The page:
WHEN Kayle McCoy had a lightbulb moment on the sofa she didn’t know what it would become.

The dramatherapist, who lost most of her work due to the covid-19 crisis, was scrolling through a local newsletter when she read about Bradford Council’s response grant - a new scheme designed to give creatives the opportunity to bring people together and boost mental wellbeing in the community.

Putting pen to paper, the 33-year-old imagined a ‘united art project' and sent off application forms and permission slips to the council.

Kayle received the funding days later and quickly put a call out on social media - this was when her project took off.

It has seen budding artists between five and 93 take part as they worked on their own canvases on the same day across 46 households.

These canvases expressing lockdown and the isolation that comes with it will be brought together in one of Bradford's museums, set to be a symbol of everyone coming together after the pandemic is over.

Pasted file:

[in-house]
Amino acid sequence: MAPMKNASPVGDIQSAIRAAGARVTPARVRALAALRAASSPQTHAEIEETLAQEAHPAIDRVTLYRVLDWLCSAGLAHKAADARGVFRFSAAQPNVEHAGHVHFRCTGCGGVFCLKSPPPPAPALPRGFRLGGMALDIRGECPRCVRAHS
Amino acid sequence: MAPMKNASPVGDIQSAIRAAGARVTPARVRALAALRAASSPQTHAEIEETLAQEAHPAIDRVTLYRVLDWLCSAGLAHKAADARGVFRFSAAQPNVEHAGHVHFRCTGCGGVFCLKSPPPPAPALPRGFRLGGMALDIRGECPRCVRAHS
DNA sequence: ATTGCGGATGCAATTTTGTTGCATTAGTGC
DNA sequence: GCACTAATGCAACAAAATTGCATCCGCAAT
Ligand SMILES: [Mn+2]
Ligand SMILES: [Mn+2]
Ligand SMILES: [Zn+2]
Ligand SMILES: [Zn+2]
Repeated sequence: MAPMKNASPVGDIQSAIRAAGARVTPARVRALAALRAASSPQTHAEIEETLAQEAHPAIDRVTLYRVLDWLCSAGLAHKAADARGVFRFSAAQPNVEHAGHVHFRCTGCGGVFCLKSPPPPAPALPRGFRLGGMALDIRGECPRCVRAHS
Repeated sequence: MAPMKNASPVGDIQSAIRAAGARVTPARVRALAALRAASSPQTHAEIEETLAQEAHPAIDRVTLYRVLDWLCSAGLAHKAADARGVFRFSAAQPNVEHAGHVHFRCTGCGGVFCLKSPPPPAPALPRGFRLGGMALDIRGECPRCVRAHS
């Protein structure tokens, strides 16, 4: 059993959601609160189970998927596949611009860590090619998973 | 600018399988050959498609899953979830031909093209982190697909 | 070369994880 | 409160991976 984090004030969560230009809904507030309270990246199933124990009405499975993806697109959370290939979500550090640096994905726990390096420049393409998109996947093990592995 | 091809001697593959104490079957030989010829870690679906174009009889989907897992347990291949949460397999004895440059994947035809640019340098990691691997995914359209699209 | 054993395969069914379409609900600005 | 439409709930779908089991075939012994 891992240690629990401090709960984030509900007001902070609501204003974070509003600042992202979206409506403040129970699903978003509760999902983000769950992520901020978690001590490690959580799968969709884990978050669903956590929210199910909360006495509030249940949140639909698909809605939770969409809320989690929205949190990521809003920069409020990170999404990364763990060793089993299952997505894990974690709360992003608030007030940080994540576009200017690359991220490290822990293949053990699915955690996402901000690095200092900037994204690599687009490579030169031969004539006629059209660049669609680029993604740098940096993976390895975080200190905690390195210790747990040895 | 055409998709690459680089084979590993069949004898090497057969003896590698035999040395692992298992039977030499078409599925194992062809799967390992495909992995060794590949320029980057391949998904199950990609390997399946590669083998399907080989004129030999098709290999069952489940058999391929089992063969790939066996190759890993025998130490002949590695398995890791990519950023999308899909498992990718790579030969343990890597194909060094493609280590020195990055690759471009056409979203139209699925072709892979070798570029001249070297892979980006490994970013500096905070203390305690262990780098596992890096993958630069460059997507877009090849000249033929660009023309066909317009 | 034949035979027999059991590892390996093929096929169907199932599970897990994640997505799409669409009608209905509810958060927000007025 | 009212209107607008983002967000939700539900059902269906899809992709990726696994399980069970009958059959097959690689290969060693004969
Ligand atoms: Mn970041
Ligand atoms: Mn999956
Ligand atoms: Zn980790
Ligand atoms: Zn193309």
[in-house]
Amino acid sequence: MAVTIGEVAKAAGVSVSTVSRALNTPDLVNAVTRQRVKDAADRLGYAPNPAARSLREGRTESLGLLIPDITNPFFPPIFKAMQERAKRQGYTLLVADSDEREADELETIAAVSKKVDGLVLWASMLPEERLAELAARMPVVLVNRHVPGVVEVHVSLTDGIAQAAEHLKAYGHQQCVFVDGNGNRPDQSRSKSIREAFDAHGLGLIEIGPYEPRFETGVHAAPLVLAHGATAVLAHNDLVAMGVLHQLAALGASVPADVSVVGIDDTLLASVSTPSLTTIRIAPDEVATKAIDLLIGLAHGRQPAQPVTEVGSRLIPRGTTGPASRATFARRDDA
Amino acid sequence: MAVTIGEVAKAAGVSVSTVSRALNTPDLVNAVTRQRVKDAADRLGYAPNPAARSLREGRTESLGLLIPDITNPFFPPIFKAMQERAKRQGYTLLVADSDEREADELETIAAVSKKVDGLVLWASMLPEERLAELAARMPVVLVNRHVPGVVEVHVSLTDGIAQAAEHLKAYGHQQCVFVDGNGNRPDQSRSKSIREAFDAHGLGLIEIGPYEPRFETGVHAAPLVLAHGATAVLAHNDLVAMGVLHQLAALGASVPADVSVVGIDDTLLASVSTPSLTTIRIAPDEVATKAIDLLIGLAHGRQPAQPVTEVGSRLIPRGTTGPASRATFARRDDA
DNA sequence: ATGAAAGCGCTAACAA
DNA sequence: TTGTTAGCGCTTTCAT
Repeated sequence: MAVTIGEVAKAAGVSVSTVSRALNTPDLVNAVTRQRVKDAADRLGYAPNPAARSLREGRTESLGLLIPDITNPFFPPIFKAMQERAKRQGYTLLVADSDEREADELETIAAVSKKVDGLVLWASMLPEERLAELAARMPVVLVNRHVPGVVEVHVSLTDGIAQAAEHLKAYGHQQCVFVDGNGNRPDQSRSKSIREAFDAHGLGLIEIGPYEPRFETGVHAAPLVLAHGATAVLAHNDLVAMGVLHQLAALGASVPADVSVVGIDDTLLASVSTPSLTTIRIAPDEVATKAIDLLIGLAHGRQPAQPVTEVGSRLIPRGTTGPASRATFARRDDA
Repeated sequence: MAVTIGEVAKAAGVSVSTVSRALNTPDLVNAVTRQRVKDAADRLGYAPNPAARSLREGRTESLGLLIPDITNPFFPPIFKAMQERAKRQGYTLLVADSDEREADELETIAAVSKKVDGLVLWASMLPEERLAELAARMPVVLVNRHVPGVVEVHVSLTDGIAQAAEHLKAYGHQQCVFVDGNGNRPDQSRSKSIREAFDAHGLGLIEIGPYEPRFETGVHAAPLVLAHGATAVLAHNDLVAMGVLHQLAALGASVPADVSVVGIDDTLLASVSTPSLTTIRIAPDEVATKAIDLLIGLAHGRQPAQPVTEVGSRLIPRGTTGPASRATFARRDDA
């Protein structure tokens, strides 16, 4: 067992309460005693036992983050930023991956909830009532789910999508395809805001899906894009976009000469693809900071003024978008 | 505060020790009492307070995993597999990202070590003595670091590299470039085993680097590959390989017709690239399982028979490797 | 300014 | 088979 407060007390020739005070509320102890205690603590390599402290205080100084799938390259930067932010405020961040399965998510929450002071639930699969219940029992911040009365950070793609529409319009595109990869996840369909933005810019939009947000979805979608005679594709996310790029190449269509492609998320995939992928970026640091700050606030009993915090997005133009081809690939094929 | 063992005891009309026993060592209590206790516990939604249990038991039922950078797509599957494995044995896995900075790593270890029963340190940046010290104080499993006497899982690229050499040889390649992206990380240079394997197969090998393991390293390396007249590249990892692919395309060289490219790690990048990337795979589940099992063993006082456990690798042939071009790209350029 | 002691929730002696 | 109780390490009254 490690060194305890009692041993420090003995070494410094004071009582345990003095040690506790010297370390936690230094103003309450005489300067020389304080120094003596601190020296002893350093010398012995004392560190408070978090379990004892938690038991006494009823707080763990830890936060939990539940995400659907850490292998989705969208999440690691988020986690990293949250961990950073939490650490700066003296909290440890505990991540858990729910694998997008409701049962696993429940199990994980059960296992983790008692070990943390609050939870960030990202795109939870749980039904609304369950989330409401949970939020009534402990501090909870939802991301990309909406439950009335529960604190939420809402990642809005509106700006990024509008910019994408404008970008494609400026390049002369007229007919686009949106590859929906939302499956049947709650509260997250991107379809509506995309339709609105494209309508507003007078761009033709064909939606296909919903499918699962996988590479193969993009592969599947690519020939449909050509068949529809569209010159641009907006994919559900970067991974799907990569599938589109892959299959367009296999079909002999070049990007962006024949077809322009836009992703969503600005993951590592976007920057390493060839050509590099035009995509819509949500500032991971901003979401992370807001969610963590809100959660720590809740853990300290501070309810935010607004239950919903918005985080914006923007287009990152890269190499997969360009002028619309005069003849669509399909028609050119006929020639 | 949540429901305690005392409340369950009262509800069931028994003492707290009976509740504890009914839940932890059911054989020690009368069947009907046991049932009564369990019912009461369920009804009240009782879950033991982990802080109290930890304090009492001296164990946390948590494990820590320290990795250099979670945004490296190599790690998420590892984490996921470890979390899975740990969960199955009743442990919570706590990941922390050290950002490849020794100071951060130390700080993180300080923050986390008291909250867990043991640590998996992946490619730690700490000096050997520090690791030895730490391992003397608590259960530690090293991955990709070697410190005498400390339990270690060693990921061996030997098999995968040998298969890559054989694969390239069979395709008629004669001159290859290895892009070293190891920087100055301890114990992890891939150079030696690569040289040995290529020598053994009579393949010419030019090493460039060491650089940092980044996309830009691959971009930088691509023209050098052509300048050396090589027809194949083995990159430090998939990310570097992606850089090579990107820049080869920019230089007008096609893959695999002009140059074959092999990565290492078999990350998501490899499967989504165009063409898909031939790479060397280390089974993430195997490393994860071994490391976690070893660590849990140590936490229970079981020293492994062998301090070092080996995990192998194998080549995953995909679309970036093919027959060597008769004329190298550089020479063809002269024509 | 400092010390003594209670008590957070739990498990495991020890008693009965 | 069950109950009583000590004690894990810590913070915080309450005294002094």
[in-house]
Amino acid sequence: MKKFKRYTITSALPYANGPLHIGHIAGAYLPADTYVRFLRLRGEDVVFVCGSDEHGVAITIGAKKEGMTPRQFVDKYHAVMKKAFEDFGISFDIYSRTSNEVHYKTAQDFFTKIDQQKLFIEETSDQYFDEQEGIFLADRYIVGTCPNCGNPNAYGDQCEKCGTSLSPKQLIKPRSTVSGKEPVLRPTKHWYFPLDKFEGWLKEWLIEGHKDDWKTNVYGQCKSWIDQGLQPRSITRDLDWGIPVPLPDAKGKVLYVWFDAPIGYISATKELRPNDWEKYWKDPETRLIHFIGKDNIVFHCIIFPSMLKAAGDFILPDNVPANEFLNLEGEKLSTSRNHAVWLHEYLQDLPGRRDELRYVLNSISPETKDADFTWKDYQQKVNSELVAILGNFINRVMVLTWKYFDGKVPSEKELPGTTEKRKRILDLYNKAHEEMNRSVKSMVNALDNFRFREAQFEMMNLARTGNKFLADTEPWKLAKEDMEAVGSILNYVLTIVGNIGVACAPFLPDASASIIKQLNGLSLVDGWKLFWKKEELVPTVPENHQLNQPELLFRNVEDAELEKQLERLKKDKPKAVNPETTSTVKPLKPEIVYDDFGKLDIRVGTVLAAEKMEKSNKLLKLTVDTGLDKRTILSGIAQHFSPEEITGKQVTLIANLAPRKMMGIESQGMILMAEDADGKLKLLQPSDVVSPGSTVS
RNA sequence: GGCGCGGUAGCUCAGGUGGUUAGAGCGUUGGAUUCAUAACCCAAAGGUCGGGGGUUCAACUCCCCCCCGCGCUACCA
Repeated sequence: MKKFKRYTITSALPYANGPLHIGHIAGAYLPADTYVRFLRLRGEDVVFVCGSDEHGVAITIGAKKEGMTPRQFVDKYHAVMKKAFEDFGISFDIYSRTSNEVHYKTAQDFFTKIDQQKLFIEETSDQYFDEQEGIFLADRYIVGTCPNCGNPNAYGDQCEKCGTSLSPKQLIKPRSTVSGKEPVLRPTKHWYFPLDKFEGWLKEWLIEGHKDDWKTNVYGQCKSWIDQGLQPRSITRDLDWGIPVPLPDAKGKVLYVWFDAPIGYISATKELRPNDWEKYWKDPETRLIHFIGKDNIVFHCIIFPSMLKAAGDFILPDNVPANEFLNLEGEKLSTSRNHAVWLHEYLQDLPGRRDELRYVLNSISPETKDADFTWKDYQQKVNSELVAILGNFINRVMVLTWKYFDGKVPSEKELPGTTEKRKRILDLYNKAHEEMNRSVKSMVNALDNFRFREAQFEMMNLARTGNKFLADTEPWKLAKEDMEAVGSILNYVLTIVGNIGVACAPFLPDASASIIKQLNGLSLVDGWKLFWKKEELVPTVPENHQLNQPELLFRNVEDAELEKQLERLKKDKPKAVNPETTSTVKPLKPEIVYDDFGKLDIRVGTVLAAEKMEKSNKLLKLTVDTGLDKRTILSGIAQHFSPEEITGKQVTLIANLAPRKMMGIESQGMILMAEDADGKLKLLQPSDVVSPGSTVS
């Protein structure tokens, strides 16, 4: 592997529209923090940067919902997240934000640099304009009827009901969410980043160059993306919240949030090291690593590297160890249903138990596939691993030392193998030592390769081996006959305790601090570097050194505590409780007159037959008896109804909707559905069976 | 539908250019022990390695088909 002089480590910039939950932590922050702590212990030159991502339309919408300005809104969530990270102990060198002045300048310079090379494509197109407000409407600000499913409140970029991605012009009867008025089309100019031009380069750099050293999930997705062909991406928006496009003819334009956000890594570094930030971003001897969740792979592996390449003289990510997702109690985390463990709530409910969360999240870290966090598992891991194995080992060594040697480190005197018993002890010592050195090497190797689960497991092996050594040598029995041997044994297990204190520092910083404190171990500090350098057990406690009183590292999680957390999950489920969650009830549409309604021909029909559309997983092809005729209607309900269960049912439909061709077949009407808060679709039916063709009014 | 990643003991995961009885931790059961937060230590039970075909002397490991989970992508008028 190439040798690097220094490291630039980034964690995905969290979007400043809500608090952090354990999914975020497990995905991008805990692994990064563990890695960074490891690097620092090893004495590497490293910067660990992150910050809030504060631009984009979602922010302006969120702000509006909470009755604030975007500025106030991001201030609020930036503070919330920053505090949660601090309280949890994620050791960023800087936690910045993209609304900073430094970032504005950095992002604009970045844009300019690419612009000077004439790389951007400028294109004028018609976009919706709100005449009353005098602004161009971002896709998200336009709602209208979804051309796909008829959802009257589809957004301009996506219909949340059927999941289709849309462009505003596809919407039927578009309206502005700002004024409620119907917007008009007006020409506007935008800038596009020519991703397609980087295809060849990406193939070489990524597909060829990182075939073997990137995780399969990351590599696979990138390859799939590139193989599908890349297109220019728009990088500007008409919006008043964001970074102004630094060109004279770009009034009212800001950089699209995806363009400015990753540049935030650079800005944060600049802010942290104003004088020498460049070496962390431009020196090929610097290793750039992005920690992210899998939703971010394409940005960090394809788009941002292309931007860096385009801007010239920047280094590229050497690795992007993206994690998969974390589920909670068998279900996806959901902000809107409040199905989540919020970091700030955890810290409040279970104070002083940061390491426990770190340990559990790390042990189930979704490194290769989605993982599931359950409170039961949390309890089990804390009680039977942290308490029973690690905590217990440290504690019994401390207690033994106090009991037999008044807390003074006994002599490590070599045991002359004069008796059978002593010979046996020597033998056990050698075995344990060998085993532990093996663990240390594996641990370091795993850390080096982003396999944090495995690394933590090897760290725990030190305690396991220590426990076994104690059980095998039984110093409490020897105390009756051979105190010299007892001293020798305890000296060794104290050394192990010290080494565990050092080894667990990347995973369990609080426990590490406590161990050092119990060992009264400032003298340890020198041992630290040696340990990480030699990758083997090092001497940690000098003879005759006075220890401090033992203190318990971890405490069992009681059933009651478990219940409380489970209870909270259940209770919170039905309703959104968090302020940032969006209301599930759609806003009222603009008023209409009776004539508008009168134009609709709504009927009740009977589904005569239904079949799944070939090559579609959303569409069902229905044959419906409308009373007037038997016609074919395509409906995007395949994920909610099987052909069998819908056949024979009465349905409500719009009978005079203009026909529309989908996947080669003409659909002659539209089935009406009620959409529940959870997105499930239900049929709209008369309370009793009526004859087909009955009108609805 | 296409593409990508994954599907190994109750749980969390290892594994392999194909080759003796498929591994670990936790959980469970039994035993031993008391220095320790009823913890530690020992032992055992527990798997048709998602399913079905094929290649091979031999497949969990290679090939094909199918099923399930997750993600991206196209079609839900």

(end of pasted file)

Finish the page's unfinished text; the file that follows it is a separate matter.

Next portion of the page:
In 46 households across the district, everyone set up their painting stations on May 26 and expressed their thoughts and mood in lockdown through art.

“We’re all mini Picasso’s and you’re creating masterpieces in your own right,”Kayle told the participants.

Some had never painted before while others took it up again after years of neglecting the hobby.

Kayle, who lives in the BD4 area, told the Telegraph & Argus: "We're all in the knowledge that at some point somebody else is painting with you.

"I offered tips on how to paint, I said put a bit of music on.

"One mum was like 'My son really enjoyed it and set himself a station up again'.

"They keep the paints and brushes so they can continue.

"I've had such wonderful feedback. I've had on some feedback: 'Trust the process' - channelling through into actual life situations. If they can brush the canvas that's a pathway into 'I'm going to try something new'.

"The idea that it doesn't matter what was created, it's about them as a person."

Kayle hopes the project will leave behind a legacy - one that encourages adults to 'play more' and children to take up a creative career.

One young boy has continued to use his donated paints and told his mum how he would like to take art as a school subject when he is older.

"I would like it to continue after Covid," Kayle said.

You can see more of the canvases from the Covid-19 United Art Project by searching for @kayledramatherapy on Instagram.